Week Four-Hygiene, Thinning, and Staking
May 23, 2014
Author: Ian Whittington
Category: General News Stories from the Garden
After four weeks I finally have my plot completely set up.
Okay, well not completely set up, but I’m close. Basically, I can see a vision of what my plot will become. Everything is covered in straw, I have stakes up, and everything is planted. And best of all, things are actually growing!
This week was all about hygiene, thinning, and staking. Since for the most part everything is already in place we’re getting into the part of the program dealing with maintenance. First up, hygiene.
Gardening hygiene revolves around best practices to ensure your garden is as healthy as possible.
Some good garden hygiene practices are:
- Don’t work with plants when leaves are wet-prevents fungus and bacteria transfer
- Pinch off damaged or broken branches and leaves-reduces drain on plant resources as well as entry points for viruses, fungus, and bacteria
- Pull up diseased or dead plants-limits spread of plant disease and hiding places for pests
- Clean your tools when done in the garden-reduces the spreading of disease and helps your tools last longer
- Wash your hands before and after working in your garden
Now full disclosure, our instructor Joe admitted to the class that he doesn’t really follow all of these guidelines. For instance, and I totally agree with this, who washes their hands before sticking them in the dirt? He also admitted that he doesn’t, except of course when he’s sharing them with other people, clean his tools once he’s finished with them. Apparently they’re quite dirty. Still, he concedes that these are good guidelines to know. Again these are best practices, and in an ideal scenario you probably should follow them. But if there’s one thing I’ve learned in this class is that nothing in gardening will be ideal.
Which brings me to the next topic we learned about: thinning. This is actually a sad one. Thinning is basically getting rid of some of your plants. Yes, after all the work you’ve done planting and nurturing them, you may have to kill them.
But why would you need to do this? Well, it all comes down to spacing. Not all seeds will germinate, so to make sure you have enough you plant more than you need. When they do sprout you pull out some to make sure there is enough space between plants. If the idea of getting rid of a healthy plant makes you squeamish, get over it. In the long run you’re doing them a favor. Plants that are too close will compete for nutrients and water, so if you don’t thin instead of having one healthy plant you’ll have multiple dying ones.
This week I had to thin my first plant. Surprisingly it wasn’t one of my cucumbers I had to pull. I planted five of them intending to thin to three, but luckily only three sprouted. No I had to thin…well I don’t really know what the plant was. It’s kind of a mystery plant right now. When I planted it and its two companions some of the assistants thought it was Swiss chard. Later on I heard Joe say it was either that or beets. I hate beets, so I’m really hoping its not. Regardless it bolted so I had to pull it.
Bolting is when a plant grows a flowering stem before harvest. Once this happens the plant is no good. When a plant flowers, its energy is diverted to the flower to aid in the production of seeds. With tomatoes and beans this is a good thing. In a plant where we eat the leaves, not so much. Not if taste matters to you. So unfortunately it had to go. But it wasn’t all doom and gloom this week. With one plant out three more went in. We finally got sweet potatoes!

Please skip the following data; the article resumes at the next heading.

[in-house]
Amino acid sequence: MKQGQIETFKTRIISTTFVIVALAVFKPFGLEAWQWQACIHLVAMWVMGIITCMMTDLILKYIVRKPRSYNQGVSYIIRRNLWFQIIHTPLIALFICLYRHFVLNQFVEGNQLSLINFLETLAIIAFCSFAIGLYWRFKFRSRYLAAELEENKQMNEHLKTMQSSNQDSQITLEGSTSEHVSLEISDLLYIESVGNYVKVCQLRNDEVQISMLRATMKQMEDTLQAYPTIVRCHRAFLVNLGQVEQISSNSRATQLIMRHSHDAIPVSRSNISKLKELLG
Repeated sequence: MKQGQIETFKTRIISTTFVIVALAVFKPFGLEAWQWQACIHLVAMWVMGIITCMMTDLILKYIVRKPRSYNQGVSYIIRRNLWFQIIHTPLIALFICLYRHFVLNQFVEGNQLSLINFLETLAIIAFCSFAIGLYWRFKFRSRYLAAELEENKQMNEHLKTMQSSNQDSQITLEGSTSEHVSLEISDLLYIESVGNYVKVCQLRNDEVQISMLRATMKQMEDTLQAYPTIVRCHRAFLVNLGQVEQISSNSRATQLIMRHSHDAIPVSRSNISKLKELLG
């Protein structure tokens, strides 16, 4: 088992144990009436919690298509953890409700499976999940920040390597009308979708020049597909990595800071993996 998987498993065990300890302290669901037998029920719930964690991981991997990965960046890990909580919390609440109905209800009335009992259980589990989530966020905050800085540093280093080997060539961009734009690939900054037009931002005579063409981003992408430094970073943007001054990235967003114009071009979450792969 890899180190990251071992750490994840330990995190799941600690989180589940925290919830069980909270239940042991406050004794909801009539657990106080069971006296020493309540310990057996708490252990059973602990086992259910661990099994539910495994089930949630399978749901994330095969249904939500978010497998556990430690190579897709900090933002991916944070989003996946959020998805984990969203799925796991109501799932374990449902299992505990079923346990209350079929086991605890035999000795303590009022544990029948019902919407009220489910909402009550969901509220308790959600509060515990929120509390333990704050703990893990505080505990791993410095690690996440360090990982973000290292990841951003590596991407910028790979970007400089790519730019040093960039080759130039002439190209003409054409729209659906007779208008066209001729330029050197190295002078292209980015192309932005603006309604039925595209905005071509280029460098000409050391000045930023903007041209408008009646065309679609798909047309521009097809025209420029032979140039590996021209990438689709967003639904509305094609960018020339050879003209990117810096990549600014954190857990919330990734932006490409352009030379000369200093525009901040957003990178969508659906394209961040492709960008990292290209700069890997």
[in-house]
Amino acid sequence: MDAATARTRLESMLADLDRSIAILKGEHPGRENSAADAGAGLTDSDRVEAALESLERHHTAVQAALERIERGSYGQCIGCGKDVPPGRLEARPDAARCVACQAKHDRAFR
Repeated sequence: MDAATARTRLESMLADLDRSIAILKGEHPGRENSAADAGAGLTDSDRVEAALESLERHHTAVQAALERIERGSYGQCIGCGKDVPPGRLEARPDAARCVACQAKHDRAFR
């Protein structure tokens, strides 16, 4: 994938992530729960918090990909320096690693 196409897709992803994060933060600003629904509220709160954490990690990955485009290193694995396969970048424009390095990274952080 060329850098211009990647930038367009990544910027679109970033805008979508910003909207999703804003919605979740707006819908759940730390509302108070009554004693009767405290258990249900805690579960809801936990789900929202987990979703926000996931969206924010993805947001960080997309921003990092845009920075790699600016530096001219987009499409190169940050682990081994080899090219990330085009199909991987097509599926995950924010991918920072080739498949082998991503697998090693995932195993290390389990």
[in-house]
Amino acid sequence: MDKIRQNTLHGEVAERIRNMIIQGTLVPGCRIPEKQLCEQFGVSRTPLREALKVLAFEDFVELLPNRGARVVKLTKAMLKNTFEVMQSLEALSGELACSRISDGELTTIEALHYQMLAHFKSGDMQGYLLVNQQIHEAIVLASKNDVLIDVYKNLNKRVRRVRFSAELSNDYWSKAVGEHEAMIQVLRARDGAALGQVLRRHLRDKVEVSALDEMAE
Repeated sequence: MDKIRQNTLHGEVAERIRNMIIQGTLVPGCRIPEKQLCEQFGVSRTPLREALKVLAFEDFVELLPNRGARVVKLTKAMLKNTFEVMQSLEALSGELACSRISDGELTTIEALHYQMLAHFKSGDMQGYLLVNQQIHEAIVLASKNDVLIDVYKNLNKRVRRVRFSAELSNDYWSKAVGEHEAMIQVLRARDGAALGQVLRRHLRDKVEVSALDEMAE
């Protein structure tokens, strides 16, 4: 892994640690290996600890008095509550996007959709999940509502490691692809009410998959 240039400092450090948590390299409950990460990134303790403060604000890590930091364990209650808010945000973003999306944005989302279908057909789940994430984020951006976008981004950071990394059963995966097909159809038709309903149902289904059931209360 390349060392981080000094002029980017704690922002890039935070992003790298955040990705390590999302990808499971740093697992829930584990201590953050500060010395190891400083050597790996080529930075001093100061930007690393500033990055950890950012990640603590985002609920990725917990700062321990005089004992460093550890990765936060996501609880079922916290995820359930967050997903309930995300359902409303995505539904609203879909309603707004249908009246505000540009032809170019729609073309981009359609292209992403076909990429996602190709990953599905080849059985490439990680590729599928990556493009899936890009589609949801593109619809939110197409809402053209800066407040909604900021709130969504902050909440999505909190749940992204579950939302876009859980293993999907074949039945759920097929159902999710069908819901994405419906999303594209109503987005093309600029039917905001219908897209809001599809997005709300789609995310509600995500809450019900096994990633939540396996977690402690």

With my sweet potatoes planted everything I wanted was accounted for. It will be a bit before everything is big and tall, but that doesn’t mean I can’t get ready. The last thing I did before getting all my straw laid out was setting up my stakes. Setting up stakes and trellises are important for several reasons, including:
- Some plants require it-some are naturally designed to climb
- Improved hygiene-keeps plants off the ground which reduces diseases and fruit/vegetable rot
- Easy access-helps in locating ripe vegetables and pests
- Conserves space-helps plants grow vertically rather than over the ground
- Better looking vegetables-allows fruit to hang and be more uniform
Only two plant types in my plot will need stakes: tomatoes and cucumbers. Both are too small to need them now, but since we learned about it this week I decided to go ahead and set them up. The stakes for the tomatoes were easy. All I had to do was stick them into the ground by a tomato plant. Eventually I’ll tie each tomato plant loosely to its stake, but not until they’re taller. Besides stakes, cages would be another way to support tomatoes. We didn’t have them so I’m not using them. Besides, do I really want to have to deal with sticking my hand through one? No.
Setting up my cucumber stakes was a little more involved. Actually a lot more involved. One similarity between staking tomatoes and cucumbers is that each plant will get its own stake. That’s about it. While the tomato stakes stay independently straight up, the cucumber stakes work together to form a teepee. Once my stakes were set up around the cucumber hill, each next to one plant, I tied the tops together to form the teepee shape. Then I wrapped string around the teepee, each level a few inches apart, to give my cucumber plants something to wrap around as they grew up. Overall I’m pretty proud with how much cucumber teepee turned out.
After getting my entire plot covered with straw I was done for the day. I’m really happy with what I’ve done so far and am very excited to get to my first harvest. Of course it’ll be months before that happens but I’m starting to believe it’ll actually be a success. I mean now that everything’s planted there’s really nothing left to do. Except of course making sure my plants don’t dehydrate, get eaten, and take over the whole plot. That shouldn’t be too hard. Right?